Whose Finger on the Trigger? Mixed Anti-Aircraft Batteries and the Female Combat Taboo

@article{Degroot1997WhoseFO,
  title={Whose Finger on the Trigger? Mixed Anti-Aircraft Batteries and the Female Combat Taboo},
  author={Gerard J. Degroot},
  journal={War in History},
  year={1997},
  volume={4},
  pages={434 - 453}
}
U ntil recently, most industrialized societies have held to the sacred tenet that women should not engage in combat. They might work as typists, nurses or drivers in the military; they might make shells in munitions factories; but they should not actually fight. The female combat taboo was a widely accepted benchmark of civilization. The British, who considered themselves the most civilized people on earth, were particularly sensitive to the moral pitfalls of women in combat. In a July 1940… 
Combatant or Non-Combatant? The Ambiguous Status of Women in British Anti-Aircraft Batteries during the Second World War
War, at least in the modern period, puts considerable strain on established notions of femininity and masculinity as being clearly marked off from each other by involvement in warfare. This became
From Buzuluk to London: The Combat Trail and Everyday Service of Women Auxiliaries in the Polish Army (1941–1945)
This article explores the establishment of the Polish Women’s Auxiliary Service (was) as part of the complex story of the formation of a Polish army in exile. In 1941, after the German invasion of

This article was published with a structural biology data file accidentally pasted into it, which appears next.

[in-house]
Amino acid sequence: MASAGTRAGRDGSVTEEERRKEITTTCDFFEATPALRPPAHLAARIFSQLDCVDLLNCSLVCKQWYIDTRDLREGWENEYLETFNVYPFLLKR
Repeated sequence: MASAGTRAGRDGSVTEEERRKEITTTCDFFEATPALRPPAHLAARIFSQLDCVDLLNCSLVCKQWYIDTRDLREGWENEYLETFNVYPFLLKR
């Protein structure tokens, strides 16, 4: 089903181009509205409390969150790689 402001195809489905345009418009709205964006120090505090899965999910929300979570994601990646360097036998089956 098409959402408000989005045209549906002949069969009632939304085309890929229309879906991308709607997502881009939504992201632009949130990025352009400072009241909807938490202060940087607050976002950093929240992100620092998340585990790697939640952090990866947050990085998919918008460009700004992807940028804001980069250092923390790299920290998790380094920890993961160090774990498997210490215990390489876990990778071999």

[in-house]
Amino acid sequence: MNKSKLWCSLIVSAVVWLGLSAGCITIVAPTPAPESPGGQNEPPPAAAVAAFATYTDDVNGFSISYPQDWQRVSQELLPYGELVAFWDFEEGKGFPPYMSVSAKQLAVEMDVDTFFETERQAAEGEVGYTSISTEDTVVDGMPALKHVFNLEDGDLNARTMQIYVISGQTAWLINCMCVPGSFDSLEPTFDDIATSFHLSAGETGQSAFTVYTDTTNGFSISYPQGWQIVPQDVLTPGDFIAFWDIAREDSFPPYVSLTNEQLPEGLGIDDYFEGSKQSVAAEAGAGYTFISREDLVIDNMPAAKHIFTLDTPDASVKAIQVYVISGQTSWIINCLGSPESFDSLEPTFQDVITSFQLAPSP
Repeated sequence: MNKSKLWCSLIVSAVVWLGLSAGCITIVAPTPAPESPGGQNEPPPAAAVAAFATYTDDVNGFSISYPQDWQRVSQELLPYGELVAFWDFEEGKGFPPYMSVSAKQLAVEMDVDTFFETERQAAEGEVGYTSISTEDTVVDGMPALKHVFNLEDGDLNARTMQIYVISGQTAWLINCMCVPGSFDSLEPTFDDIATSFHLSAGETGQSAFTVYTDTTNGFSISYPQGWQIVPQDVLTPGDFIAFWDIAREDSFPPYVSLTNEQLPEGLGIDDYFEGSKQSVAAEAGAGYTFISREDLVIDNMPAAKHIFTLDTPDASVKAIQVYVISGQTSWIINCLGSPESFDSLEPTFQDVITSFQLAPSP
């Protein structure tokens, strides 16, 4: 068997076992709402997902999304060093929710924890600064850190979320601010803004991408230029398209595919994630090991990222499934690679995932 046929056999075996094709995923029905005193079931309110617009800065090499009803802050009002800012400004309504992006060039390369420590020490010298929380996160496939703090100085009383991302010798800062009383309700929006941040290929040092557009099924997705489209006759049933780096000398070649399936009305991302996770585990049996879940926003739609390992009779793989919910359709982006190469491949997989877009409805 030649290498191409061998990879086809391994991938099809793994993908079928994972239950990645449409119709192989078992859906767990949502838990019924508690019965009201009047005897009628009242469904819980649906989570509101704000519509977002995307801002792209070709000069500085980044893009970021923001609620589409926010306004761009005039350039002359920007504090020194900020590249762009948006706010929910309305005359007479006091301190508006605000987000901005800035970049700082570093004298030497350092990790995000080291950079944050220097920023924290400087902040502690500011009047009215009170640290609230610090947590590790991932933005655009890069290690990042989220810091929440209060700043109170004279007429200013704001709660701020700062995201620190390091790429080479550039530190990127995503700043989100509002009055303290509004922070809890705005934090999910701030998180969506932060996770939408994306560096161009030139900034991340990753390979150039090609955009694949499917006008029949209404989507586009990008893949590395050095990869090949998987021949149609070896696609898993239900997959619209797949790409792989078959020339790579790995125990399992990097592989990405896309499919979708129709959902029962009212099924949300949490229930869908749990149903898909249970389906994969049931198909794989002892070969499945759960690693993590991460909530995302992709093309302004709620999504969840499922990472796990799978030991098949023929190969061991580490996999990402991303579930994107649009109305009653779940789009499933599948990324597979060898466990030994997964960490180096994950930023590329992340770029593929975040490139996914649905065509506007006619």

The integration of women into the Royal Navy and the Royal Air Force, post-World War II to the mid-1990s
The history of women in Britain's armed forces is dominated by wartime participation and, latterly, explanations of wider employment of servicewomen in the 1990s. Women's service is mainly attributed
Women Inside the Canadian Military, 1938-1966
This dissertation inserts servicewomen into military history and women’s and gender history by analyzing how women voiced their place in the Canadian military between 1938 and 1966. It studies how
Combat Role for Women in the Indian Armed Forces
Introduction: The woman is participating in the every field with the men in the modern age. In the armed forces also women is performing different duties. The current study will evaluate the role of
Women in the firing line: the home guard and the defence of gender boundaries in Britain in the second world war
Abstract The Home Guard is well known as a local volunteer force formed to protect Britain against invasion in 1940. Less familiar is the history of the gendering of the organisation. Although the
Turning a Pretty Girl into a Killer’: Women, Violence and Clandestine Operations during the Second World War
Nancy Wake, a clandestine agent who during the Second World War worked with the French Resistance, asserted, ‘I hate wars and violence but if they come then I don’t see why we women should just wave
Less than we can be: Men, women and the modern military
From the beginning of history, war has been an almost exclusively male affair and those who took part in it were often extolled as the most manliest of men. The recent feminization of the armed
Less than we can be: Men, women and the modern military
From the beginning of history, war has been an almost exclusively male affair and those who took part in it were often extolled as the most manliest of men. The recent feminization of the armed
What Makes a Norm Robust: The Norm Against Female Combat
The norm against female combat participation has been powerfully influential and extremely slow to change, despite a record of violation and concerted attempts by states to overturn it. As a result,
...
...

References

SHOWING 1-6 OF 6 REFERENCES
personal memoir, Imperial War Museum ref
    Vera Robinson taped interview
      Just Like William
      • 1995
      To her great regret, the woman in question was prevented on health grounds from being posted to a gunnery unit
        Mollie Ritson interview with the author 12 Sept
        • 1995
        Women Who Went to War